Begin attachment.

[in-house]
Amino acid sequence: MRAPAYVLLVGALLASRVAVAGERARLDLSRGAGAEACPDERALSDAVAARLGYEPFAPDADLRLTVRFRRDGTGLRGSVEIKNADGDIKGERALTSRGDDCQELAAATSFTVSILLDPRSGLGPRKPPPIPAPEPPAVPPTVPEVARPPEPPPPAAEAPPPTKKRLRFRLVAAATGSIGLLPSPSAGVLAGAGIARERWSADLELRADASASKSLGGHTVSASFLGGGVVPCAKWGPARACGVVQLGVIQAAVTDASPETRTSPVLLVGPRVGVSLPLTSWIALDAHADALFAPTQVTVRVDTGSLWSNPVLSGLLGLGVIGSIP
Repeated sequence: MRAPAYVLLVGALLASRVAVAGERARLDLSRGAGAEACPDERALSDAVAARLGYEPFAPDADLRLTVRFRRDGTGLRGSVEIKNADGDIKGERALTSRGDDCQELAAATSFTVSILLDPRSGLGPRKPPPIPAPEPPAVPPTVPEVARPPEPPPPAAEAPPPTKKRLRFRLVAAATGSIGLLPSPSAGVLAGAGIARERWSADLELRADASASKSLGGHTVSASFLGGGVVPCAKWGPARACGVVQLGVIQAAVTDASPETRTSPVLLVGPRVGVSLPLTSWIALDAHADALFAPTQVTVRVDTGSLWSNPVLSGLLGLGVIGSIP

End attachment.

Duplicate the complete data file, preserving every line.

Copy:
[in-house]
Amino acid sequence: MRAPAYVLLVGALLASRVAVAGERARLDLSRGAGAEACPDERALSDAVAARLGYEPFAPDADLRLTVRFRRDGTGLRGSVEIKNADGDIKGERALTSRGDDCQELAAATSFTVSILLDPRSGLGPRKPPPIPAPEPPAVPPTVPEVARPPEPPPPAAEAPPPTKKRLRFRLVAAATGSIGLLPSPSAGVLAGAGIARERWSADLELRADASASKSLGGHTVSASFLGGGVVPCAKWGPARACGVVQLGVIQAAVTDASPETRTSPVLLVGPRVGVSLPLTSWIALDAHADALFAPTQVTVRVDTGSLWSNPVLSGLLGLGVIGSIP
Repeated sequence: MRAPAYVLLVGALLASRVAVAGERARLDLSRGAGAEACPDERALSDAVAARLGYEPFAPDADLRLTVRFRRDGTGLRGSVEIKNADGDIKGERALTSRGDDCQELAAATSFTVSILLDPRSGLGPRKPPPIPAPEPPAVPPTVPEVARPPEPPPPAAEAPPPTKKRLRFRLVAAATGSIGLLPSPSAGVLAGAGIARERWSADLELRADASASKSLGGHTVSASFLGGGVVPCAKWGPARACGVVQLGVIQAAVTDASPETRTSPVLLVGPRVGVSLPLTSWIALDAHADALFAPTQVTVRVDTGSLWSNPVLSGLLGLGVIGSIP